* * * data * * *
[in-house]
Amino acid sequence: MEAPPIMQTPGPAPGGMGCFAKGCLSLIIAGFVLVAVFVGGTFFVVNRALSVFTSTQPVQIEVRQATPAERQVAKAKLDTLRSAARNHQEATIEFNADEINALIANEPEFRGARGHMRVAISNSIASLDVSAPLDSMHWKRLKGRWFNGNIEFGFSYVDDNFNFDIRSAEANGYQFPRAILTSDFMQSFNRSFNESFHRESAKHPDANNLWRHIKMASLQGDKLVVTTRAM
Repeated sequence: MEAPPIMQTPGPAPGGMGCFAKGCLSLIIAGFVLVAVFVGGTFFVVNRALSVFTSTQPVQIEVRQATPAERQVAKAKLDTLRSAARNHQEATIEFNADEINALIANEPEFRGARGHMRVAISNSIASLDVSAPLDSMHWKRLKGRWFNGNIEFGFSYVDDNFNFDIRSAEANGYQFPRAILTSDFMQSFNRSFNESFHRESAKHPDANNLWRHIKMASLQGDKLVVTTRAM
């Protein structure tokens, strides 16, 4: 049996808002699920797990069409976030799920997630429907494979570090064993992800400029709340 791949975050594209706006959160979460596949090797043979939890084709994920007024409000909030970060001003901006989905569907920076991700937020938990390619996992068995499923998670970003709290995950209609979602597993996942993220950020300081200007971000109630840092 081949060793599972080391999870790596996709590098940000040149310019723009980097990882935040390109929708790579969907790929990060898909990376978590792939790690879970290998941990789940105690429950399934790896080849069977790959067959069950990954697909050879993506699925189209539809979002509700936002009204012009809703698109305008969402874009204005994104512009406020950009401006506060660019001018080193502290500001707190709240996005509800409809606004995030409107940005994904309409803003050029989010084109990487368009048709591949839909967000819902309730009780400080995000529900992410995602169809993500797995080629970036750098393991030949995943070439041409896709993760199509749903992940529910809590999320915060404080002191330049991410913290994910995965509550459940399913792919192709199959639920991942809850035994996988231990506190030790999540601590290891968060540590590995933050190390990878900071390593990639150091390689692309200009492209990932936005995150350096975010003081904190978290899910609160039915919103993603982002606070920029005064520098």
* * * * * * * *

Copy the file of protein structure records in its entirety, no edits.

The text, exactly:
[in-house]
Amino acid sequence: MEAPPIMQTPGPAPGGMGCFAKGCLSLIIAGFVLVAVFVGGTFFVVNRALSVFTSTQPVQIEVRQATPAERQVAKAKLDTLRSAARNHQEATIEFNADEINALIANEPEFRGARGHMRVAISNSIASLDVSAPLDSMHWKRLKGRWFNGNIEFGFSYVDDNFNFDIRSAEANGYQFPRAILTSDFMQSFNRSFNESFHRESAKHPDANNLWRHIKMASLQGDKLVVTTRAM
Repeated sequence: MEAPPIMQTPGPAPGGMGCFAKGCLSLIIAGFVLVAVFVGGTFFVVNRALSVFTSTQPVQIEVRQATPAERQVAKAKLDTLRSAARNHQEATIEFNADEINALIANEPEFRGARGHMRVAISNSIASLDVSAPLDSMHWKRLKGRWFNGNIEFGFSYVDDNFNFDIRSAEANGYQFPRAILTSDFMQSFNRSFNESFHRESAKHPDANNLWRHIKMASLQGDKLVVTTRAM
């Protein structure tokens, strides 16, 4: 049996808002699920797990069409976030799920997630429907494979570090064993992800400029709340 791949975050594209706006959160979460596949090797043979939890084709994920007024409000909030970060001003901006989905569907920076991700937020938990390619996992068995499923998670970003709290995950209609979602597993996942993220950020300081200007971000109630840092 081949060793599972080391999870790596996709590098940000040149310019723009980097990882935040390109929708790579969907790929990060898909990376978590792939790690879970290998941990789940105690429950399934790896080849069977790959067959069950990954697909050879993506699925189209539809979002509700936002009204012009809703698109305008969402874009204005994104512009406020950009401006506060660019001018080193502290500001707190709240996005509800409809606004995030409107940005994904309409803003050029989010084109990487368009048709591949839909967000819902309730009780400080995000529900992410995602169809993500797995080629970036750098393991030949995943070439041409896709993760199509749903992940529910809590999320915060404080002191330049991410913290994910995965509550459940399913792919192709199959639920991942809850035994996988231990506190030790999540601590290891968060540590590995933050190390990878900071390593990639150091390689692309200009492209990932936005995150350096975010003081904190978290899910609160039915919103993603982002606070920029005064520098």